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Redistribution via VAT and Cash Transfers: An Assessment in Four Low and Middle Income Countries


  • David Phillips

    (Institute of Fiscal Studies.)

  • Ross Warwick

    (Institute of Fiscal Studies.)

  • Maya Goldman

    (CEQ Institute)

  • Karolina Goraus

    (Karolina Goraus, World Bank)

  • Gabriela Inchauste

    (World Bank)

  • Tom Harris

    (Institute of Fiscal Studies.)

  • Jon Jellema

    (CEQ Institute)


As in high-income countries, reduced rates of vat and vat exemptions (preferential vat rates) are a common feature of indirect tax systems in lmics. Many of the goods and services that are granted preferential rates - such as foodstuffs and kerosene - seem likely to receive such treatment on the grounds that they provide a means for the government to indirectly target poorer households, for whom such expenditures may take up a large proportion of their total budget. We use microsimulation methods to estimate the impact of preferential vat rates in four lmic countries, considering their effect on revenues, poverty, inequality, and across the consumption distribution. We consider whether other policy tools might be better suited for the pursuit of distributional objectives by estimating the impact of existing cash transfer schemes and a hypothetical scenario where the revenue raised from broadening the vat base is used to fund a universal basic income (ubi) in each country. We find that although preferential vat rates reduce poverty, they are not well targeted towards poor households overall. Existing cash transfer schemes are better targeted but would not provide a suitable means of compensation for a broader vat base given issues related to coverage and targeting mechanisms. Despite being completely untargeted, a ubi funded by the revenue gains from a broader vat base would create large net gains for poor households and reduce inequality and most measures of extreme poverty in each of the countries studied - even if only 75% of the additional vat revenue was disbursed as ubi payments.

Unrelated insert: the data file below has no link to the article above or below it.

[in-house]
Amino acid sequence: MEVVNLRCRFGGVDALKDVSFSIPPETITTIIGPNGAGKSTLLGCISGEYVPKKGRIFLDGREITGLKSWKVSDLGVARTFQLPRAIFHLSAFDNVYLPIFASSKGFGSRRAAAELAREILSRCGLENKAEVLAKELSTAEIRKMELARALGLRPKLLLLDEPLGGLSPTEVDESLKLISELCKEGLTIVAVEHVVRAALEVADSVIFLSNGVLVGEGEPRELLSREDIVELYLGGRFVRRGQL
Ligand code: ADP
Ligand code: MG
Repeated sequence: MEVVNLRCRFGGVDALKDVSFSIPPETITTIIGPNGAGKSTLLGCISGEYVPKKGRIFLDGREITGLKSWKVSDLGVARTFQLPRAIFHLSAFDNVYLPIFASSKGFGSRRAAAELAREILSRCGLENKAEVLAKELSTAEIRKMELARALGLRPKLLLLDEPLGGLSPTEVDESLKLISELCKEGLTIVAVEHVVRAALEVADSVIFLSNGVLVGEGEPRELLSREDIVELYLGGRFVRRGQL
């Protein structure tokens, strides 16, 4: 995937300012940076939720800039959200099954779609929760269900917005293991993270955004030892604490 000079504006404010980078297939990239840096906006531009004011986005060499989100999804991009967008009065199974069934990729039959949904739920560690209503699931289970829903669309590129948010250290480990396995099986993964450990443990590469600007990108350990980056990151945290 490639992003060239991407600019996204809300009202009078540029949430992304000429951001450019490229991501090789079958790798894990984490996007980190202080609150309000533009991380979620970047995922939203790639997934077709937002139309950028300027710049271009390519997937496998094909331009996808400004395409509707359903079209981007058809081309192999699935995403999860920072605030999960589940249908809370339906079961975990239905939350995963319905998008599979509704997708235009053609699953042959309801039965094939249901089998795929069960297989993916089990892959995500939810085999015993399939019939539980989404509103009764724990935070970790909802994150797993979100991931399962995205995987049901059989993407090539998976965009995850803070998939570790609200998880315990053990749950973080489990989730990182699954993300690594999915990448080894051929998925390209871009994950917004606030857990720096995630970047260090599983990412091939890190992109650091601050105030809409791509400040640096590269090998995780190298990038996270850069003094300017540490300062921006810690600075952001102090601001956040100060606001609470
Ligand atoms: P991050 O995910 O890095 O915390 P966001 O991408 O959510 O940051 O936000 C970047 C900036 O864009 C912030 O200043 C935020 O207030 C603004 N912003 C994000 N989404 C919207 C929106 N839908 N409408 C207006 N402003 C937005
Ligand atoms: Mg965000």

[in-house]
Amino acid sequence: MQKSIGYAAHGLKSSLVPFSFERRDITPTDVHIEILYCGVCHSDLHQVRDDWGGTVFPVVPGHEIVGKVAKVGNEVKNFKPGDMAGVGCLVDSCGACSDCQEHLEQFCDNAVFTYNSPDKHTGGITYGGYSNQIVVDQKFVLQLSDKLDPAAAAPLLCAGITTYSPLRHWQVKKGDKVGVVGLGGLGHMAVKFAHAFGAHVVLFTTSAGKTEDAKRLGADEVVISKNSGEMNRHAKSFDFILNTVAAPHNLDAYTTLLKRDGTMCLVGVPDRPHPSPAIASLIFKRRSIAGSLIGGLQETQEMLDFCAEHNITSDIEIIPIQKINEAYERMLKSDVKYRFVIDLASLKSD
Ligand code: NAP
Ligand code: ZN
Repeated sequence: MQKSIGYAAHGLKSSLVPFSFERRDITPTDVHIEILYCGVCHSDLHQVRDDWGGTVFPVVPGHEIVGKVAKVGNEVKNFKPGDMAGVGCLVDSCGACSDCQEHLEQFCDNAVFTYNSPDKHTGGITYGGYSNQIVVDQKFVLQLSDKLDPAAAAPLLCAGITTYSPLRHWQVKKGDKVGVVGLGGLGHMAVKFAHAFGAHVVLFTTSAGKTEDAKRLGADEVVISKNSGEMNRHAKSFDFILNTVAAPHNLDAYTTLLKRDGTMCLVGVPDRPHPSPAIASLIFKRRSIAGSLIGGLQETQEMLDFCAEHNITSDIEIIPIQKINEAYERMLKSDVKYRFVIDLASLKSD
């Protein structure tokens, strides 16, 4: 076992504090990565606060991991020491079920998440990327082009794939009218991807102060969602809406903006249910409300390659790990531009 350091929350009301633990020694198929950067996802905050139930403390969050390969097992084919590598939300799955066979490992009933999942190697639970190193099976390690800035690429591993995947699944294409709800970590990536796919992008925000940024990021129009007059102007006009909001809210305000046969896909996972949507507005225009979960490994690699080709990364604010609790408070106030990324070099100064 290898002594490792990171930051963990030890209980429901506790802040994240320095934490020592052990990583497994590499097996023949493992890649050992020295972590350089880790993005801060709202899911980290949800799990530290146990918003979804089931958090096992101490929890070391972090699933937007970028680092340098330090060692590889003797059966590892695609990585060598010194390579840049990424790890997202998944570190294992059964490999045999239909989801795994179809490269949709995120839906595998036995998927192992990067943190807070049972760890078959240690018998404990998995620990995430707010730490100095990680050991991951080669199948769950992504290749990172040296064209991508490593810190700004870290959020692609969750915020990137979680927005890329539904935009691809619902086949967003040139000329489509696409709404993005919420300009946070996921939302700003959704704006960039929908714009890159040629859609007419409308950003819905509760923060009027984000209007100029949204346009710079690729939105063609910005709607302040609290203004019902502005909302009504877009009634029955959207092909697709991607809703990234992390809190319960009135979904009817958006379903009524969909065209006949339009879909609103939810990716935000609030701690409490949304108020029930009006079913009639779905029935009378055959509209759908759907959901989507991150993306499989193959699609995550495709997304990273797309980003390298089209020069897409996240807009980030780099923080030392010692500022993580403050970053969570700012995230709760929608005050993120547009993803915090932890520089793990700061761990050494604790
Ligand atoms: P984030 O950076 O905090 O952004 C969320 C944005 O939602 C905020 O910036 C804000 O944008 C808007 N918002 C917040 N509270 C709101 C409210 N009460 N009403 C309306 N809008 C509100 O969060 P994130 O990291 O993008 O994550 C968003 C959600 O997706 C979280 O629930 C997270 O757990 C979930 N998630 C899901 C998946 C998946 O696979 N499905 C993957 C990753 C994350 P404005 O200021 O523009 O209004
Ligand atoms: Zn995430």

Suggested Citation

  • David Phillips & Ross Warwick & Maya Goldman & Karolina Goraus & Gabriela Inchauste & Tom Harris & Jon Jellema, 2018. "Redistribution via VAT and Cash Transfers: An Assessment in Four Low and Middle Income Countries," Commitment to Equity (CEQ) Working Paper Series 78, Tulane University, Department of Economics.
  • Handle: RePEc:tul:ceqwps:78

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    References listed on IDEAS

    1. Bird,Richard & Gendron,Pierre-Pascal, 2011. "The VAT in Developing and Transitional Countries," Cambridge Books, Cambridge University Press, number 9781107401440.
    2. (IFS), Institute for Fiscal Studies & Mirrlees, James (ed.), 2011. "Tax By Design: The Mirrlees Review," OUP Catalogue, Oxford University Press, number 9780199553747.
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    Cited by:

    1. World Bank, 2019. "World Development Report 2019
      [Rapport sur le développement dans le monde 2019]
      ," World Bank Publications, The World Bank, number 30435.
    2. Rebone Gcabo & Boitumelo Moche & Wynnona Steyn & Boikhutso Moahlodi & Jukka Pirttilä & Michael Noble & Gemma Wright & Helen Barnes & Faith Masekesa, 2019. "Modelling value-added tax (VAT) in South Africa: Assessing the distributional impact of the recent increase in the VAT rate and options for redress through the benefits system," WIDER Working Paper Series wp-2019-13, World Institute for Development Economic Research (UNU-WIDER).

    More about this item


    fiscal incidence; poverty; inequality; value-added tax reform; universal benefit; Ghana; Ethiopia; Zambia; Senegal;

    JEL classification:

    • D31 - Microeconomics - - Distribution - - - Personal Income and Wealth Distribution
    • H22 - Public Economics - - Taxation, Subsidies, and Revenue - - - Incidence
    • H53 - Public Economics - - National Government Expenditures and Related Policies - - - Government Expenditures and Welfare Programs
    • I38 - Health, Education, and Welfare - - Welfare, Well-Being, and Poverty - - - Government Programs; Provision and Effects of Welfare Programs

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